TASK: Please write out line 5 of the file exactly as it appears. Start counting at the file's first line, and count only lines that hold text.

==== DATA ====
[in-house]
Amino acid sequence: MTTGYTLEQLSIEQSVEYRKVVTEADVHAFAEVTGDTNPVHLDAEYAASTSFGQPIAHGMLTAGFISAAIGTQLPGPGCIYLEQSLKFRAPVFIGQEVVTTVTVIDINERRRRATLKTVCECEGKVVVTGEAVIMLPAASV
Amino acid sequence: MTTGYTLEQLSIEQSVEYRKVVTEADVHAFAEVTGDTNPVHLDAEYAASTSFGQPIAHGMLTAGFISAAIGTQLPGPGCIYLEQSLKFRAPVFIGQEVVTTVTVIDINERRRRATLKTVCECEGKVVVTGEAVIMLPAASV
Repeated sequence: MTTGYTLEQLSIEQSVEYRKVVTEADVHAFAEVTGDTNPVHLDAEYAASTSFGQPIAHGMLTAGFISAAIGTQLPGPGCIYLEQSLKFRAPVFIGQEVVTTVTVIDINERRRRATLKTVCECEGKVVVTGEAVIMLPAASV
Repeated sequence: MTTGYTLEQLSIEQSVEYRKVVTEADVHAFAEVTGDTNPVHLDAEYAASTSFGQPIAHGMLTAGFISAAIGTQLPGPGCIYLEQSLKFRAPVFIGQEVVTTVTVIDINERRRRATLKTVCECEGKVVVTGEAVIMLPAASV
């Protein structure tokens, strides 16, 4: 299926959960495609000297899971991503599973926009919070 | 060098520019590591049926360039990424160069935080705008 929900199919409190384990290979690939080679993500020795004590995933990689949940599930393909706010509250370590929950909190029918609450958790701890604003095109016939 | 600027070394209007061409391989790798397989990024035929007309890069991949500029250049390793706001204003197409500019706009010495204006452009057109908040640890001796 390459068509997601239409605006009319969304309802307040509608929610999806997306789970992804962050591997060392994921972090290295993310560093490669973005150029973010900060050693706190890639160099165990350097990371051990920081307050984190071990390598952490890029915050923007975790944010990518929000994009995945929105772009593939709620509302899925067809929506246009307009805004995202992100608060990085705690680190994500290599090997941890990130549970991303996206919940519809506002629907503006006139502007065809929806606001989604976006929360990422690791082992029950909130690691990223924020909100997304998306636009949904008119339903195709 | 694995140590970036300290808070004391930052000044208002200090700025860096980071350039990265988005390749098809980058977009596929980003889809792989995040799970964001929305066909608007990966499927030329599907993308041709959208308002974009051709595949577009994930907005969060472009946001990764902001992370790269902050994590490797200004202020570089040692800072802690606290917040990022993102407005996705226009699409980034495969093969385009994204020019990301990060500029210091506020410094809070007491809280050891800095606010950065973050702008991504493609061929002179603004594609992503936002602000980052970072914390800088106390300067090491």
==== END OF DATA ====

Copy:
Repeated sequence: MTTGYTLEQLSIEQSVEYRKVVTEADVHAFAEVTGDTNPVHLDAEYAASTSFGQPIAHGMLTAGFISAAIGTQLPGPGCIYLEQSLKFRAPVFIGQEVVTTVTVIDINERRRRATLKTVCECEGKVVVTGEAVIMLPAASV